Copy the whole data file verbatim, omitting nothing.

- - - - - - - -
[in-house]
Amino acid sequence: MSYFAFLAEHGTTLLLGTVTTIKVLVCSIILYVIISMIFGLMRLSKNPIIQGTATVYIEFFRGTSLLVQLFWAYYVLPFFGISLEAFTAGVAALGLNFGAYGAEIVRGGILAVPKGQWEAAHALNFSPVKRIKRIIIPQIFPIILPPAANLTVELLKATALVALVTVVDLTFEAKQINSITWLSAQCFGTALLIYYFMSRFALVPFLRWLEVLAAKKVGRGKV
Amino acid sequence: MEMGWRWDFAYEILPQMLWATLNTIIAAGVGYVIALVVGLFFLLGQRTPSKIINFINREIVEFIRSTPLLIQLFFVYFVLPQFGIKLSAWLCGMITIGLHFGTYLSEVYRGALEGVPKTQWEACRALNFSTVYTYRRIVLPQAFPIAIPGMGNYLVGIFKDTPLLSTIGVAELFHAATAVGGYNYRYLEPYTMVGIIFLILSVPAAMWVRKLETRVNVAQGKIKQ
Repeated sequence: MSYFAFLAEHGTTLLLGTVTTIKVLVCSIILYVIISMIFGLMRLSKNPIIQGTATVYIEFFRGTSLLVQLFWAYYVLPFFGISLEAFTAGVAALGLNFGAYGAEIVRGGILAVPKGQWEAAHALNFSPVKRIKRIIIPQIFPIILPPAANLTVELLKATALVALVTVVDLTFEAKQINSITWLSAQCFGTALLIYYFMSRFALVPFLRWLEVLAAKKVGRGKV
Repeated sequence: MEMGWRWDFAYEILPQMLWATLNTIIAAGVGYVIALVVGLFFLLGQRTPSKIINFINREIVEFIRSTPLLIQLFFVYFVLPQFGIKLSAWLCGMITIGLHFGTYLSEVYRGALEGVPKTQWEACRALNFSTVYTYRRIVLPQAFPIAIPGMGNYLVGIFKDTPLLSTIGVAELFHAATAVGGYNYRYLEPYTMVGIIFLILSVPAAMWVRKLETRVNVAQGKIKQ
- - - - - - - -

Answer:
[in-house]
Amino acid sequence: MSYFAFLAEHGTTLLLGTVTTIKVLVCSIILYVIISMIFGLMRLSKNPIIQGTATVYIEFFRGTSLLVQLFWAYYVLPFFGISLEAFTAGVAALGLNFGAYGAEIVRGGILAVPKGQWEAAHALNFSPVKRIKRIIIPQIFPIILPPAANLTVELLKATALVALVTVVDLTFEAKQINSITWLSAQCFGTALLIYYFMSRFALVPFLRWLEVLAAKKVGRGKV
Amino acid sequence: MEMGWRWDFAYEILPQMLWATLNTIIAAGVGYVIALVVGLFFLLGQRTPSKIINFINREIVEFIRSTPLLIQLFFVYFVLPQFGIKLSAWLCGMITIGLHFGTYLSEVYRGALEGVPKTQWEACRALNFSTVYTYRRIVLPQAFPIAIPGMGNYLVGIFKDTPLLSTIGVAELFHAATAVGGYNYRYLEPYTMVGIIFLILSVPAAMWVRKLETRVNVAQGKIKQ
Repeated sequence: MSYFAFLAEHGTTLLLGTVTTIKVLVCSIILYVIISMIFGLMRLSKNPIIQGTATVYIEFFRGTSLLVQLFWAYYVLPFFGISLEAFTAGVAALGLNFGAYGAEIVRGGILAVPKGQWEAAHALNFSPVKRIKRIIIPQIFPIILPPAANLTVELLKATALVALVTVVDLTFEAKQINSITWLSAQCFGTALLIYYFMSRFALVPFLRWLEVLAAKKVGRGKV
Repeated sequence: MEMGWRWDFAYEILPQMLWATLNTIIAAGVGYVIALVVGLFFLLGQRTPSKIINFINREIVEFIRSTPLLIQLFFVYFVLPQFGIKLSAWLCGMITIGLHFGTYLSEVYRGALEGVPKTQWEACRALNFSTVYTYRRIVLPQAFPIAIPGMGNYLVGIFKDTPLLSTIGVAELFHAATAVGGYNYRYLEPYTMVGIIFLILSVPAAMWVRKLETRVNVAQGKIKQ